Judy Rodman - All Things Vocal Blog

Training & insights for stage and studio singers, speakers, vocal coaches and producers from professional vocal coach and author of "Power, Path & Performance" vocal training method. Download All Things Vocal podcast on your fav app!

Sunday, October 25, 2009

Vocal Strain: Top 17 Causes

From the answers to my recent questionnaire, vocal strain is the subject most often on my readers' minds. You spoke, and I listened.

This is a big subject. Instead of just a series of posts, I will be writing about vocal strain off and on, interspersed with other vocal subjects in which you and other readers have expressed interest. Also per reader preferences, some posts will be short tips, some longer articles.

Here are the top 17 causes of vocal strain I see in singers and speakers:

1. Bad Breathing Technique:
...inhaling too high in chest, too much or uncontrolled breath pressure applied to vocal cords.

2. Tight Throat Channel:

tightness where nose, throat and mouth meet at the "post-nasal drip zone".

3. Yelling:
... 20 minutes of yelling, screaming or "shooting your voice from your throat" can result in blood blisters, the beginnings of vocal nodes, appearing on the vocal cords. Keep it up and you'll harden those blisters into callouses, polyps, nodes, or even cause vocal cord paralysis or vocal cord hemorrhage.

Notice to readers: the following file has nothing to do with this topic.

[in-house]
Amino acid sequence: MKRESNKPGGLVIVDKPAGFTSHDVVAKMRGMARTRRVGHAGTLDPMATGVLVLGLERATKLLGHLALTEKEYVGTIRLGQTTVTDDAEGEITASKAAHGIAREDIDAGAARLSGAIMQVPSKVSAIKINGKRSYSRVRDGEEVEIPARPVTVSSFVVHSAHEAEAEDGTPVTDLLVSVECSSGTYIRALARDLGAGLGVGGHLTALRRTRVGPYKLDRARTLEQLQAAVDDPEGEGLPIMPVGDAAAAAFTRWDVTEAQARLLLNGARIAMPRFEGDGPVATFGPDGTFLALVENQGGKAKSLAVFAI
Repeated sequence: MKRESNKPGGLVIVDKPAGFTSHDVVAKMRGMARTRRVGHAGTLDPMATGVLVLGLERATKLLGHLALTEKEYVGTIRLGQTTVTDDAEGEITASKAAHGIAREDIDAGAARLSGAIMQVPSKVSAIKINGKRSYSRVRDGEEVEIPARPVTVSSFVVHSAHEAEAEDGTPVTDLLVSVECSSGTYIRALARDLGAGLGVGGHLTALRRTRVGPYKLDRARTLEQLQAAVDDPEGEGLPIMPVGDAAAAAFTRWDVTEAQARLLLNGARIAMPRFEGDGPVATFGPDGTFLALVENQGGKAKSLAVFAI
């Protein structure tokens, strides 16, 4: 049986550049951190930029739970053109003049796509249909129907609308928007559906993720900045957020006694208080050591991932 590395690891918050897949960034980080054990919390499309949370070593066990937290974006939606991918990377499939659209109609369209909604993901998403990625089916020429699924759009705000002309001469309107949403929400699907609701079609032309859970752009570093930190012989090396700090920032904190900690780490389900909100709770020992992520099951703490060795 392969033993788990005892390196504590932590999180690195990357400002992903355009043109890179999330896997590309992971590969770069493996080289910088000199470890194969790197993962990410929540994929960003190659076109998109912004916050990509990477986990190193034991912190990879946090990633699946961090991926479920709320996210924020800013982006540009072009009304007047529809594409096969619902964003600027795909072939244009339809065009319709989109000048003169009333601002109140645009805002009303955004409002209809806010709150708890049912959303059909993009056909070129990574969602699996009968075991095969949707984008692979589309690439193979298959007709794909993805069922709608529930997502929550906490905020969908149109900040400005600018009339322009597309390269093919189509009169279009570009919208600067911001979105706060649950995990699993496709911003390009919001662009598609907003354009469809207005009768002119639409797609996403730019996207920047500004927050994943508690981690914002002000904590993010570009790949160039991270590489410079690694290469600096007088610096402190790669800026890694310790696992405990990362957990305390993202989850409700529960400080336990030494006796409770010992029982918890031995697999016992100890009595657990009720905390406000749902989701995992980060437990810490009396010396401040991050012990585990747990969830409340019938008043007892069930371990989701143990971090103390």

4. Acute Viral Laryngitis:
... which usually is triggered by an upper respiratory illness, but sometimes appears without other signs of sickness.

5. Acid Reflux (GERD)
... most damaging if it is laryngopharyngeal reflux (LPR)

6. Smoking
... causes irritation, swelling and dehydration of the cords

7. Talking too loud, too long, without good vocal technique... can cause serious vocal damage. Many times the first thing I address to correct vocal strain is the person's speaking voice.

8. Chronic or Strong Coughing

... the constant hitting of your vocal cords together is as bad as yelling. You must get to the bottom of the cause of the cough and cure it. Sometimes it's GERD or LPR, sometimes a short term virus, post nasal drip, allergen or other air-born irritant, sometimes it's throat cancer. See your doctor if your cough lingers or brings up blood.

9. Bone and joint problems
... lack of strength and flexibility in the spine tremendously affect the voice; pain in spine or between ribs can indeed cause vocal strain from breath and throat issues.

10. Muscle tension problems
... trigger tight chest and/or throat channel and "freezing" of anatomy... always detrimental to voice.

11. Fatigue problems

... inhibiting good support/control, causing slumping of body with concurrent high, pushed breathing and throat tightness.

12. Posture issues
... causes pushing of breath, tightness of throat channel and guarding stance.

13. Emotional problems
... nervousness, lack of confidence, numbness, eating disorders, addictions, chronic resentments, inability to focus on communicating. These emotions affect anatomy in ways that can cause vocal strain.

14. Lack of Sleep
... causing once again, slumping of body and breathing/throat issues

15. Dehydration
... the vocal cords need a thin layer of mucus lubricating them to move most efficiently. Not enough water intake results in a thickening of this lining... imagine your boat running aground and you'll have an idea of what your dehydrated voice experiences.

16. Flabby Core (insufficient physical exercise)
... causing slumped posture, unsupported and under controlled breath and tight throat.

17. Endo-tracheal damage from being on a ventilator